The Metropolitan Water District board meets today to select a new chief executive as Los Angeles Mayor Antonio Villaraigosa and his deputies lobby hard to give the job to Richard Katz, a close ally.
Normally a subcommittee would talk to the candidates, but this time the finalists will get their first interviews by the full board when a special meeting of the 37-member body convenes with Katz and four others, said Chairman Wesley Bannister.
“There has been no interview process,” Bannister said. “An awful lot of politicking is going on. The mayor and deputy mayor and lobbyists have been calling people and putting pressure on people.”
Bannister, who represents the Orange County Municipal Water District, said he was concerned because the top job is supposed to be for someone with technical expertise in water issues.
“It’s not a political job,” said Bannister, who has not decided whom he would support for the position.
The other candidates are MWD acting chief executive Debra Man, MWD Executive Vice President Gilbert Ivey, MWD general counsel Jeffrey Kightlinger and Orange County Water District head Virginia Grebbian.
The MWD supplies water to 18 million people in Southern California.
Katz, a former state assemblyman, served as an advisor to former Gov. Gray Davis on water issues. He also was a close advisor to Villaraigosa during last year’s mayoral campaign, and Villaraigosa later appointed him to the Metropolitan Transportation Authority board.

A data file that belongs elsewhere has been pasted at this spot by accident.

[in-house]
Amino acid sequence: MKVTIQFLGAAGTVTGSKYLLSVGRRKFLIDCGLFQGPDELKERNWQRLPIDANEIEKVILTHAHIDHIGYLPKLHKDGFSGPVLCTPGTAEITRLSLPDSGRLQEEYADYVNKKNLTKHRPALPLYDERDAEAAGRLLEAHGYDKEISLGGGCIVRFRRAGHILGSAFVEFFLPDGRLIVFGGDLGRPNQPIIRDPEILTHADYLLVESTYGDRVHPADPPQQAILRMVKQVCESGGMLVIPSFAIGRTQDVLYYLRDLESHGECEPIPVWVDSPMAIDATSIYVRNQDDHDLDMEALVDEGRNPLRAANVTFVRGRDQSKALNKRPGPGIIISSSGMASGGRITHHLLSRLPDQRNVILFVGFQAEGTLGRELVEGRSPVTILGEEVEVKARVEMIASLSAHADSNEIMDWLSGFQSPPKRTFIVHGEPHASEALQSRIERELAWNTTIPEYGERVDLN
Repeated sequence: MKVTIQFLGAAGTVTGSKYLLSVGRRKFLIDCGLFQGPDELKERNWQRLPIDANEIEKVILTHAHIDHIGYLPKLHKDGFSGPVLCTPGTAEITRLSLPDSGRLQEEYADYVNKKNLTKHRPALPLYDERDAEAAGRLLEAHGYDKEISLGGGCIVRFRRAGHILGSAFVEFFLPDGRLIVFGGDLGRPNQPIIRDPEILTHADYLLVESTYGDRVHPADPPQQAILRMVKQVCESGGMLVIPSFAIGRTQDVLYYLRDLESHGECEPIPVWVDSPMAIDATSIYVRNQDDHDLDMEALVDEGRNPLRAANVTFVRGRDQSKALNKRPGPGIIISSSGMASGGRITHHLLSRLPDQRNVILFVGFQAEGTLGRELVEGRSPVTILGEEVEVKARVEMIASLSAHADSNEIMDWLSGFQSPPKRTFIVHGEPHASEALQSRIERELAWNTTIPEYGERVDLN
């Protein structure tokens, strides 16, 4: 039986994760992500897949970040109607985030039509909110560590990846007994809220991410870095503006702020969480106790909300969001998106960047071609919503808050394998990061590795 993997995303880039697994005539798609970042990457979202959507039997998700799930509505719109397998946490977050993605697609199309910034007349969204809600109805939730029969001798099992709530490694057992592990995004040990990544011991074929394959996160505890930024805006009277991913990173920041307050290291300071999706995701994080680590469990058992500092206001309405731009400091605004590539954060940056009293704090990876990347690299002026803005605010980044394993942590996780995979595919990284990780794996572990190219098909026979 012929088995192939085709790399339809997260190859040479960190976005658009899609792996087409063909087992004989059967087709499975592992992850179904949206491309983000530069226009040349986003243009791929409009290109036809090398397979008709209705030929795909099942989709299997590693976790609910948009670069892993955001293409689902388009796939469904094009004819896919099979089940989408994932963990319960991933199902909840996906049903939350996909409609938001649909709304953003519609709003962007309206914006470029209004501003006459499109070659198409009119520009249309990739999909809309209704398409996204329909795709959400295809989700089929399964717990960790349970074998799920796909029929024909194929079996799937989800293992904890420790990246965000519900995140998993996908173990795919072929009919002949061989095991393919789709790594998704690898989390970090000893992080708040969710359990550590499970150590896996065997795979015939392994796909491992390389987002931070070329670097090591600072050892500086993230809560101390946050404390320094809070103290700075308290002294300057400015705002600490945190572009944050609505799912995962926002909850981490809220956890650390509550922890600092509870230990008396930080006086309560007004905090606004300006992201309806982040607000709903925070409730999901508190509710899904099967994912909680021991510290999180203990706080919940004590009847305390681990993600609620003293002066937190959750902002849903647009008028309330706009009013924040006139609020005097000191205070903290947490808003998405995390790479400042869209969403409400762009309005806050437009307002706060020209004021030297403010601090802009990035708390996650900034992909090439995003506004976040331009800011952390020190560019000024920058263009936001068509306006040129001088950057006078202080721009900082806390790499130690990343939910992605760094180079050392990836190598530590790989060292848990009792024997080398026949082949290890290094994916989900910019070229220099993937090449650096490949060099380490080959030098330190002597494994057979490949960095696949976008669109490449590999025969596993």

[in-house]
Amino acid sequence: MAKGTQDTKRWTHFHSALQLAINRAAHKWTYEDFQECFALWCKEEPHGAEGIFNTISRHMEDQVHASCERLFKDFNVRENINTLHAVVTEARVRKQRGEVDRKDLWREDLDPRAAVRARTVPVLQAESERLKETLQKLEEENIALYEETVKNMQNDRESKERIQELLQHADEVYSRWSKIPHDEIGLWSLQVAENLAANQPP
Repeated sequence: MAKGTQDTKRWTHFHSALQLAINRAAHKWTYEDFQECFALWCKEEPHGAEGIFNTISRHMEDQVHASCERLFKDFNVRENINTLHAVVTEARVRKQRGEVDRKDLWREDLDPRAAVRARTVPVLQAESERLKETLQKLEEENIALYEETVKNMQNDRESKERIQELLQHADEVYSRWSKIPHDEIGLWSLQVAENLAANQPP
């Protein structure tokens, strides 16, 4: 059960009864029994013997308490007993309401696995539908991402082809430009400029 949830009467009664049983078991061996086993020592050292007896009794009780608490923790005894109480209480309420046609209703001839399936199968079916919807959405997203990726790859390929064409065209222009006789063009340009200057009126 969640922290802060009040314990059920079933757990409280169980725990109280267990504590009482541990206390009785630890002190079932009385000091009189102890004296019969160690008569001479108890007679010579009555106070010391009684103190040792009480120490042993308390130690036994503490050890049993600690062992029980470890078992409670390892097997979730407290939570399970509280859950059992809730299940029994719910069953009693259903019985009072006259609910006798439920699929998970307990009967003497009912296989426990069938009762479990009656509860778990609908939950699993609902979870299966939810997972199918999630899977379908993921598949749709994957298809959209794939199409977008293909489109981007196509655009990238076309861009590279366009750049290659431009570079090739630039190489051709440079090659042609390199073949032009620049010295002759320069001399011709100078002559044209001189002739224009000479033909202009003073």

Katz declined to answer any questions about his interest in the MWD job, saying it was an internal matter.
“I’m going to go before the MWD board, make my pitch, answer their questions, and we’ll see what happens,” Katz said.
Villaraigosa has made calls to board members urging the appointment of Katz based on his resume, which includes a stint on the State Water Resources Control Board, said mayoral spokesman Joe Ramallo.
Bannister said that, if Katz is appointed, he could press to revive a controversial $150-million project by Cadiz Inc. to store Colorado River water underground in the Mojave Desert for use in drought years.
The board voted down the Cadiz project in October 2002, due, in part, to environmental concerns.
Cadiz, its chief executive, Keith Brackpool, and some of its senior executives and directors contributed more than $50,000 to Villaraigosa’s two campaigns for mayor. Villaraigosa worked for two years as a consultant for Cadiz before he was elected to the City Council in 2003.
Ramallo denied that the mayor was pushing Katz because of the Cadiz project.
“That has nothing to do with the mayor’s support for Mr. Katz,” Ramallo said.